Broadcom eyes VMware takeover

Chipmaking giant is hoping to solidify its software base to give it more flexibility in targeting the data centre market
Image: IDGNS

23 May 2022

The chipmaker Broadcom is reportedly in talks to acquire cloud computing company VMware.

Negotiations between the two companies are ongoing and a deal isn’t imminent, according to a Bloomberg report. The deal terms being discussed are unknown for now.

The acquisition would help further diversify Broadcom’s business away from semiconductors and into enterprise software. In the last four years, it acquired CA Technologies for $18.9 billion and Symantec’s security division for $10.7 billion.




Broadcom makes a range of electronics, with its products used in devices like the iPhone or industrial equipment. However, as data centres have become increasingly important, the company increasing its software offering will give it more ways to target this market.

Last year, it held talks to acquire software company SAS Institute, valued at $15 to $20 billion, but the discussions ended without a deal.

The company also aimed to take over rival chipmaker Qualcomm but was forced to walk away from the deal in 2018 after meeting resistance from the Trump administration. One of the concerns around the deal was that Broadcom’s headquarters was based in Singapore. Since then, it has switched to the US and has its headquarters based in San Jose, California, 20 miles away from VMware’s Palo Alto headquarters.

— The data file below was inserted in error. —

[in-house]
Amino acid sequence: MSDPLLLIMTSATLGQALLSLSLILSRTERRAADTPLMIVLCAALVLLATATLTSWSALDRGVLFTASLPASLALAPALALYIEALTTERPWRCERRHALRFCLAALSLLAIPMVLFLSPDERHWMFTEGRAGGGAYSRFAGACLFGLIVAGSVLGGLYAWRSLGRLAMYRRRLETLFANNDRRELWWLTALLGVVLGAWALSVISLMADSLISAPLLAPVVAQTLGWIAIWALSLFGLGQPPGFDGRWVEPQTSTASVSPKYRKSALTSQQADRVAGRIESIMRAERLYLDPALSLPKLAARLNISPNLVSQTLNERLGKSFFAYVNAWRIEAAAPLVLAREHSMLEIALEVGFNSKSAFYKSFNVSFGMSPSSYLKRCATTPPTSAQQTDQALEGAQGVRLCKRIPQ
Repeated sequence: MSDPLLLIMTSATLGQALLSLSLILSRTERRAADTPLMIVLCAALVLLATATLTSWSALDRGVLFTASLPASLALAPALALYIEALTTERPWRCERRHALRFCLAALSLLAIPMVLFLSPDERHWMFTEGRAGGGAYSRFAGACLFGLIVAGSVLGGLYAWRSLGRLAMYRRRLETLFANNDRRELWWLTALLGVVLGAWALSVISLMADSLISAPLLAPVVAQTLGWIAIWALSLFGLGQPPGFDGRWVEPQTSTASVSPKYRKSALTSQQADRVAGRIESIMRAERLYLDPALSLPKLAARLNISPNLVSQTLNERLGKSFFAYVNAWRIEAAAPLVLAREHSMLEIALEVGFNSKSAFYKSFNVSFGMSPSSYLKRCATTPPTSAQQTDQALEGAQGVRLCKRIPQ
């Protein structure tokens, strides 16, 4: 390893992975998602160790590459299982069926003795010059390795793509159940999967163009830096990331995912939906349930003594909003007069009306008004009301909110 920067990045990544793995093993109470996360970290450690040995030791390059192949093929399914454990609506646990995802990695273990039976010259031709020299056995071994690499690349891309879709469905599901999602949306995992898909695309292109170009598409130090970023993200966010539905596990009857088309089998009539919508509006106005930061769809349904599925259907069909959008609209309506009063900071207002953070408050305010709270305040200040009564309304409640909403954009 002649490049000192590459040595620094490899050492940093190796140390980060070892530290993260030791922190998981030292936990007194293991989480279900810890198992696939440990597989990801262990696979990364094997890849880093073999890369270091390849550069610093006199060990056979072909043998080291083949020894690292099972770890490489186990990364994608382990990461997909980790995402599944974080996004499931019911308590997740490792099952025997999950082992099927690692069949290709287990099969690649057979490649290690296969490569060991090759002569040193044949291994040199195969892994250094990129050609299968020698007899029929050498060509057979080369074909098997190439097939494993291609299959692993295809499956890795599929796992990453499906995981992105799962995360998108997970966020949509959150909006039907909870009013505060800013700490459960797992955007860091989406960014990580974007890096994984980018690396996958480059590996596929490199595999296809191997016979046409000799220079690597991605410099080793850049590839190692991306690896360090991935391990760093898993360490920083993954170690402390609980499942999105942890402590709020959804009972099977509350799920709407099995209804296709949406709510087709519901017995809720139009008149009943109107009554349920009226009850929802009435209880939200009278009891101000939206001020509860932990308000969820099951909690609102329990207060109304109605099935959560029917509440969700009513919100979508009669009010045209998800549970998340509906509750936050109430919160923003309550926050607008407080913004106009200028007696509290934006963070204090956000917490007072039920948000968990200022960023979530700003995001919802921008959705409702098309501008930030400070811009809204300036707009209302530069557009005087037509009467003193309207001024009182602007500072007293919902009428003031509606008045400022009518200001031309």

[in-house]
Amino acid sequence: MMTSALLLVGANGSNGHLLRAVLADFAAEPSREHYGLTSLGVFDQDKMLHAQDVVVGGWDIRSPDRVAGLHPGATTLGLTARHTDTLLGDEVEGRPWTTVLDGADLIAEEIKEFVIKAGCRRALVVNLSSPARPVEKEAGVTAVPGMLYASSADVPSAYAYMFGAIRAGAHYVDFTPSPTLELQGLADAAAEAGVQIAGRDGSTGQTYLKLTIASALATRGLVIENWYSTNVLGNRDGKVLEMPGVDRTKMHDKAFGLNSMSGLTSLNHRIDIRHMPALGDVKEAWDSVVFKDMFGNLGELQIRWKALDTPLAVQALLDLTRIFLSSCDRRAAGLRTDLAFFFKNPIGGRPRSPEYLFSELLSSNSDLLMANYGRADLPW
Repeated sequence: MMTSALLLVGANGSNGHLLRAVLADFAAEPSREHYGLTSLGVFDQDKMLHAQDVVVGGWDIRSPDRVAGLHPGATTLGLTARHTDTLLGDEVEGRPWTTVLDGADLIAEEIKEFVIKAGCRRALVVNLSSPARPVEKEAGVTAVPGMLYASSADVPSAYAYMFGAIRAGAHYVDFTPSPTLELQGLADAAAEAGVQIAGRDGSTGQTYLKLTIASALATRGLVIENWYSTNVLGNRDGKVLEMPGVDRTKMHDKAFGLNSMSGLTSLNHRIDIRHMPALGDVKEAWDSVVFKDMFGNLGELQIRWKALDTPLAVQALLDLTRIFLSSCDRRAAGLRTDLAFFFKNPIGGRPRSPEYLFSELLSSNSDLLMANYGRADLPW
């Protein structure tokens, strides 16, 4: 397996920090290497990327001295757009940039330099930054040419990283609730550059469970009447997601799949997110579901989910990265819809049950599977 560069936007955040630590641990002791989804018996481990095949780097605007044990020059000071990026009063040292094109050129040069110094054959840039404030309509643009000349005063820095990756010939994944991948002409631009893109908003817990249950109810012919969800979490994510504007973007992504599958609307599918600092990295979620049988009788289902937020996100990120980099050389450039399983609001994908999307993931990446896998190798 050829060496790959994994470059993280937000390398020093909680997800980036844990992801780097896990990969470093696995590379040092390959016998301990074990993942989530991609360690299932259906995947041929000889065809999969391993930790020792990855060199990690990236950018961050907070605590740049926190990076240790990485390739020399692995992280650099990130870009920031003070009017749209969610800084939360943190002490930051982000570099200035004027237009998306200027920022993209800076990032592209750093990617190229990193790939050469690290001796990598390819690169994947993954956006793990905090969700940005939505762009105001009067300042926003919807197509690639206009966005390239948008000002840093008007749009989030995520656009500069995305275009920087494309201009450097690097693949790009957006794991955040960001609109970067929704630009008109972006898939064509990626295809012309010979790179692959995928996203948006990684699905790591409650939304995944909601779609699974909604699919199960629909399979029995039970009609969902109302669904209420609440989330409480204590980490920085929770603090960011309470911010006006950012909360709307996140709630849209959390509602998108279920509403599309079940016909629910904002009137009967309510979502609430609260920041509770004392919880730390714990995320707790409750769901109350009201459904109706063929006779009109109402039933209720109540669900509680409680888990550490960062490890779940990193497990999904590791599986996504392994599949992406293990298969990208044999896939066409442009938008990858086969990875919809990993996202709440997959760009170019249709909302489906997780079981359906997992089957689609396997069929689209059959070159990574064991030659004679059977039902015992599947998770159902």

VMware was acquired by storage technology giant EMC in 2004. EMC was then acquired by Dell in 2016 and VMware spun off from the hardware giant last year.

Michael Dell and private equity firm Silver Lake are reportedly the top investors of VMware. Dell holds a 40% stake following the spin-off while Silver Lake, which has previously invested in Broadcom, holds a 10% stake, according to Reuters.

VMware completed its spin-off from Dell to become a standalone company once again in November 2021. This helped Dell to raise money to pay off its debts while VMware could look forward to more business flexibility. The hardware giant shed its 81% equity ownership in the company, which created an independent company with a stock market value of around $64 billion.

© Dennis Publishing

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